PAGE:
Local authorities in Port Neches, Texas, have decided to sell a small plot of public park land that currently hosts a large, 10-foot cross to a local church after an atheist activist group threatened to sue for its removal.
City leaders decided to sell the 20' x 20' plot of land to First United Methodist Church for just $100 — a move that would essentially protect the religious symbol's presence by converting the land from public to private, KBMT-TV reported.
The sale unfolded under Sec. 253.010 in Texas state law, which allows for properties to be sold to religious groups so long as those groups retain land locally and agree to revitalize it, according to Port Neches city attorney Lance Bradley.
The cross — which the Freedom From Religion Foundation called "unconstitutional" in a November 2015 letter — was reportedly built by a local family who attend First United Methodist Church.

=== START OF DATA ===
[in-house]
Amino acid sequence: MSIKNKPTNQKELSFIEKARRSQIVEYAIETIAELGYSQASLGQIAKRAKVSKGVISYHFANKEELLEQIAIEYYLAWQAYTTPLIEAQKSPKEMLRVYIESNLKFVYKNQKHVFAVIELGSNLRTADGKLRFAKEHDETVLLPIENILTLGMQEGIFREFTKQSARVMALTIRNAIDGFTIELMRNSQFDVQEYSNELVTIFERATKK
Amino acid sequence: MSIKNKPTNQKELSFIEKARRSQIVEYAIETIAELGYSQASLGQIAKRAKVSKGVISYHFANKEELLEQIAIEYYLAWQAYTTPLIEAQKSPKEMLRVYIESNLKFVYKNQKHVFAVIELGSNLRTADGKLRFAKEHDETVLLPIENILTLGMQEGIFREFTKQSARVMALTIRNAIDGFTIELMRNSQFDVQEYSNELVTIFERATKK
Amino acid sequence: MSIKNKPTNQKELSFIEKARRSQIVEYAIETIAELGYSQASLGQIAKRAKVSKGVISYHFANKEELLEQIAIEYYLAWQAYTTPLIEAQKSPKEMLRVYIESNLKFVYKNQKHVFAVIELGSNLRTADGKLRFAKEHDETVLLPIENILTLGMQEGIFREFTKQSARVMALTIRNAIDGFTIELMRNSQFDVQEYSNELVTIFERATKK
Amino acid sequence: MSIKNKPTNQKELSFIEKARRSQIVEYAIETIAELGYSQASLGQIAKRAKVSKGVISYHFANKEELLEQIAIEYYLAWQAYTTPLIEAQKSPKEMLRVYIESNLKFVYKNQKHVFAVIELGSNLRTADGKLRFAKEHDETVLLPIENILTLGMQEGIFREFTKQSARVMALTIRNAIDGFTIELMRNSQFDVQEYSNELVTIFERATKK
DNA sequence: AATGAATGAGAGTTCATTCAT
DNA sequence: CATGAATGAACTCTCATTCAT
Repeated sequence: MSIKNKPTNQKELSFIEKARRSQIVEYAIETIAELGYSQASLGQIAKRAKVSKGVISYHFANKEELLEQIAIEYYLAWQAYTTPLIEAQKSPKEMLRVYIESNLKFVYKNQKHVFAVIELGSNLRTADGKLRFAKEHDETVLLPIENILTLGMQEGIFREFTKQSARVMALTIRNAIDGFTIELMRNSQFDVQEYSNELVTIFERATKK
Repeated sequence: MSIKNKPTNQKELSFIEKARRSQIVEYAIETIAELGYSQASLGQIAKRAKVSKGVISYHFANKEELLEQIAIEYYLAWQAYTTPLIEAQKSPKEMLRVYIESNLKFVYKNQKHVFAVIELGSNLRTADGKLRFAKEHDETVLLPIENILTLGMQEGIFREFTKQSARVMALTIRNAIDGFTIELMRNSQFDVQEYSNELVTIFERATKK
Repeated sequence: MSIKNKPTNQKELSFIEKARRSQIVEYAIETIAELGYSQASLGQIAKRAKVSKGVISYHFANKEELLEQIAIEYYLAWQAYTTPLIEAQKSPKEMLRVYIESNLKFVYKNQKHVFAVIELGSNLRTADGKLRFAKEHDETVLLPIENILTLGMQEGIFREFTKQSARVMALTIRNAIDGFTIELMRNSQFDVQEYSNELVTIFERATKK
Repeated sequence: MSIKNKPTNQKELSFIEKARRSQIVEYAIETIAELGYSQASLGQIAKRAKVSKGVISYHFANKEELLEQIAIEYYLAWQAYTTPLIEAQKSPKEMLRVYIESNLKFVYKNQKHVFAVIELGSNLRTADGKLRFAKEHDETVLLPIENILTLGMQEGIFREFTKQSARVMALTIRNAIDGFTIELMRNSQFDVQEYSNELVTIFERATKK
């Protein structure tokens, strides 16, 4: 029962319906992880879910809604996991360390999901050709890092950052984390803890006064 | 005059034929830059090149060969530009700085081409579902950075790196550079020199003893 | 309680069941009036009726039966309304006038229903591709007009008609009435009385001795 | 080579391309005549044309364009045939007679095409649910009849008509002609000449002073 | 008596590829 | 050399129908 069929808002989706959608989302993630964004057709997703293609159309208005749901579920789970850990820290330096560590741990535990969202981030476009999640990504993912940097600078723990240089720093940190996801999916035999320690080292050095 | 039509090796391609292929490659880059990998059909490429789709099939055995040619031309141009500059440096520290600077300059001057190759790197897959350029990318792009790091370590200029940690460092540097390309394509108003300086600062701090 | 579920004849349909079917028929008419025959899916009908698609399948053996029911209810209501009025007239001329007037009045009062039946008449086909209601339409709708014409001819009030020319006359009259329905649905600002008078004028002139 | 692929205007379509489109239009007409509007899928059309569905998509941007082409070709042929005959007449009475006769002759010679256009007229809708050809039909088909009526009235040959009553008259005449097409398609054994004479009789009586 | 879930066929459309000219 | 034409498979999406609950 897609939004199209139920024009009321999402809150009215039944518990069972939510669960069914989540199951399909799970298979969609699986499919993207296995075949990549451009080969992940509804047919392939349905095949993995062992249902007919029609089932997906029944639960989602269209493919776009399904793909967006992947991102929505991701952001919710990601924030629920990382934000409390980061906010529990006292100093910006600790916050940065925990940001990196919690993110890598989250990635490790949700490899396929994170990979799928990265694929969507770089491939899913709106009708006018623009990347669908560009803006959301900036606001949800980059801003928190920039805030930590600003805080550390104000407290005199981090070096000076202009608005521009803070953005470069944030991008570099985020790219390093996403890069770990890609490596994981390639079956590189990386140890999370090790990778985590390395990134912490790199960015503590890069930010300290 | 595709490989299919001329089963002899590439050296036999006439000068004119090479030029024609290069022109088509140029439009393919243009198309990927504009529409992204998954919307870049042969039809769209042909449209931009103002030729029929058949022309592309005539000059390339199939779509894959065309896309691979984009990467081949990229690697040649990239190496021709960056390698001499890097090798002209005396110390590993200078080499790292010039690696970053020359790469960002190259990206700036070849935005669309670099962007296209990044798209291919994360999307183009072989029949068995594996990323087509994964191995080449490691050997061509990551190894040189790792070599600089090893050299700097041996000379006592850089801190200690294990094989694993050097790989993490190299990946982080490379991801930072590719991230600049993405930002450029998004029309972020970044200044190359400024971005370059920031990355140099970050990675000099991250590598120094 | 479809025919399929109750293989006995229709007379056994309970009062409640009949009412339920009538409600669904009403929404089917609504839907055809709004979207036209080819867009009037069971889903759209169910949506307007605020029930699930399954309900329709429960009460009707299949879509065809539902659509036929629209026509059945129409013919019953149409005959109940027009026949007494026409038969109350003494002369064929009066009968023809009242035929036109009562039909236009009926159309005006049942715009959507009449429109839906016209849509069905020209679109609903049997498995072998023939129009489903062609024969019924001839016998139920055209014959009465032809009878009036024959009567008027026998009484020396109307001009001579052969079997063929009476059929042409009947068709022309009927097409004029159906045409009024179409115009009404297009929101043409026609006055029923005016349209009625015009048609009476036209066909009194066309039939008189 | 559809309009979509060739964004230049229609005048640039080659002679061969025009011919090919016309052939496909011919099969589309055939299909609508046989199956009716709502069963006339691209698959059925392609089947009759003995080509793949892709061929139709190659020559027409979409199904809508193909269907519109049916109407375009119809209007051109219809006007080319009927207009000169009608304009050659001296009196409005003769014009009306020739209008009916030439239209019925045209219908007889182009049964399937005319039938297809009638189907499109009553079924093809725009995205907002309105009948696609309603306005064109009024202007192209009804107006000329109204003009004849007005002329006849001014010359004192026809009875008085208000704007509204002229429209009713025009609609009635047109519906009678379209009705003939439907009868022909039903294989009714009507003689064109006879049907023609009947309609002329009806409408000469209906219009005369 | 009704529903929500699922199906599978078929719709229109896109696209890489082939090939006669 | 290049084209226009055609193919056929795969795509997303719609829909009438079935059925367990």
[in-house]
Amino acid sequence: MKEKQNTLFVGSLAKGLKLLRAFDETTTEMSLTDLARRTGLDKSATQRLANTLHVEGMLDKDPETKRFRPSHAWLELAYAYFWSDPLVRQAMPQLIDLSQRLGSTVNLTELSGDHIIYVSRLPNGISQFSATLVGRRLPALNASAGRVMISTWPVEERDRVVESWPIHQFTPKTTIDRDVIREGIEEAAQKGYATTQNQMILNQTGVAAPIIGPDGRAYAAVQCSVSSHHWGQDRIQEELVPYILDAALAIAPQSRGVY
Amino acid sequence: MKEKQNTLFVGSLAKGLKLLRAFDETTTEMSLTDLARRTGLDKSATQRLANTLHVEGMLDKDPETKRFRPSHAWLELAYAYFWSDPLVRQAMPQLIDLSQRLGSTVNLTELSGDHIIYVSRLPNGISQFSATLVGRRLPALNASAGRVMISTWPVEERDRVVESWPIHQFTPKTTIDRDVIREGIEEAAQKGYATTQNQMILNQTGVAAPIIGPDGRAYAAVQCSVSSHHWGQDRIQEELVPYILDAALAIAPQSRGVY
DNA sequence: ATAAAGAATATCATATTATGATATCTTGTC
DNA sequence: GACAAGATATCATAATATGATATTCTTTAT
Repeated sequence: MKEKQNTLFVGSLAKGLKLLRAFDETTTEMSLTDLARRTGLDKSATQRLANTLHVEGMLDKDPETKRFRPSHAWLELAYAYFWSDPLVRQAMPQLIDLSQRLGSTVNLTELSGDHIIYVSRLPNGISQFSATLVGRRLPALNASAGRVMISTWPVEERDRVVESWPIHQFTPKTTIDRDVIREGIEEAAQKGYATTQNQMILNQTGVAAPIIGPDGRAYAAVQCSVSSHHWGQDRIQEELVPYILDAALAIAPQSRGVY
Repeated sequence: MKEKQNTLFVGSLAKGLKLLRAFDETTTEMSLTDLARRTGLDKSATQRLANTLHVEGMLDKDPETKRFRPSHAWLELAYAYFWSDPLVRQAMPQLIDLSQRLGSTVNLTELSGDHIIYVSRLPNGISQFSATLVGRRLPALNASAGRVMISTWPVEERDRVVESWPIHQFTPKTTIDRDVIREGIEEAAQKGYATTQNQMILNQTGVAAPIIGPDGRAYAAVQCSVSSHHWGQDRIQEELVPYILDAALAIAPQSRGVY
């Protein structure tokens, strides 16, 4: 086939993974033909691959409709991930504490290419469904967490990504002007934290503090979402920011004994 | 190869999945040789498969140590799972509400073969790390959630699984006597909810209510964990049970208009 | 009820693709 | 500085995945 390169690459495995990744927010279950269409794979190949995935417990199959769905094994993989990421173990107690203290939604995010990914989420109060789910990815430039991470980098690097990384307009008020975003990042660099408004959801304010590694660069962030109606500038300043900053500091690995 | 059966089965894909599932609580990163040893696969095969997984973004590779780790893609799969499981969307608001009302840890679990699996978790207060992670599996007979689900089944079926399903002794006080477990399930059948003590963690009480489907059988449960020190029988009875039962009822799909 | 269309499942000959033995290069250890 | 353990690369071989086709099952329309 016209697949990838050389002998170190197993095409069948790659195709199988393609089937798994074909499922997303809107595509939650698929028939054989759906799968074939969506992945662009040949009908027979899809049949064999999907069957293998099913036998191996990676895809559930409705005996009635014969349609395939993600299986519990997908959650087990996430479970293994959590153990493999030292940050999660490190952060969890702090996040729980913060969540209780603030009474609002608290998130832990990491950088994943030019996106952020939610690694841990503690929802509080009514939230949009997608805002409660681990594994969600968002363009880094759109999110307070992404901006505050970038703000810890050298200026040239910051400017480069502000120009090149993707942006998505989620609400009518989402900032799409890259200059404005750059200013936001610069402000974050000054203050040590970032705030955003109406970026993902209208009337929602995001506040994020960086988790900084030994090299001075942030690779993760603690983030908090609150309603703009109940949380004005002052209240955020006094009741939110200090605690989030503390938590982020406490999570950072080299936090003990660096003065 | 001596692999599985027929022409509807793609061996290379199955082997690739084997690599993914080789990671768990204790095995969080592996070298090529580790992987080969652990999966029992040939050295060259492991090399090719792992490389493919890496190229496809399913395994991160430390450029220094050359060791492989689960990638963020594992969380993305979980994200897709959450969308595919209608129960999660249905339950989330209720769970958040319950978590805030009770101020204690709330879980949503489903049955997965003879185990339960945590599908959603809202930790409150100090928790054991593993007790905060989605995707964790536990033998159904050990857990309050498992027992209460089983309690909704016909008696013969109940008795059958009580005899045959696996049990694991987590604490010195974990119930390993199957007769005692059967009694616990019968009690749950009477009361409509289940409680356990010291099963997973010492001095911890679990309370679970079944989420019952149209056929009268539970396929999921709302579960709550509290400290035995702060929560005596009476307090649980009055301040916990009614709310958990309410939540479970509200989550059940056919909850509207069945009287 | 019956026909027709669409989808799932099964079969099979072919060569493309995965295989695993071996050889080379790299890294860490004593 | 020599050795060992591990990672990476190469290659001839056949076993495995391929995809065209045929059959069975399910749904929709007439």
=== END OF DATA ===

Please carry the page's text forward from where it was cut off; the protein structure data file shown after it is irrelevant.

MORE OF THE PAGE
So far, the Freedom From Religion Foundation is looking at the move with cautious optimism, essentially claiming victory, but with caveats.
"We are taking this initial step as a victory. They divested themselves from a religious symbol and that's a victory for state church separation," said Rebecca Markert, an attorney with the organization. "The constitution requires no religious symbols be on public property. It's typical that public land be sold to a private entity but not a religious entity but it is something we will be looking into."
A spokesperson for the Freedom From Religion Foundation later called the sale a "step in the right direction," but said that the group wants to be sure that the move was entirely appropriate, and also wants there to be clear markers indicating that the cross is on private land.
"One hundred dollars to a church seems pretty sweetheart to us and it seems like there was no bidding process," the spokesperson said. "They can't usually pick the buyer ahead of time. Even if all of that was kosher, we still have the concerns that the cross is still located within the park, even though the parcel is on private property."
If the Freedom From Religion Foundation finds that the sale didn't go through the proper channels then "it's not a closed case," the group said.
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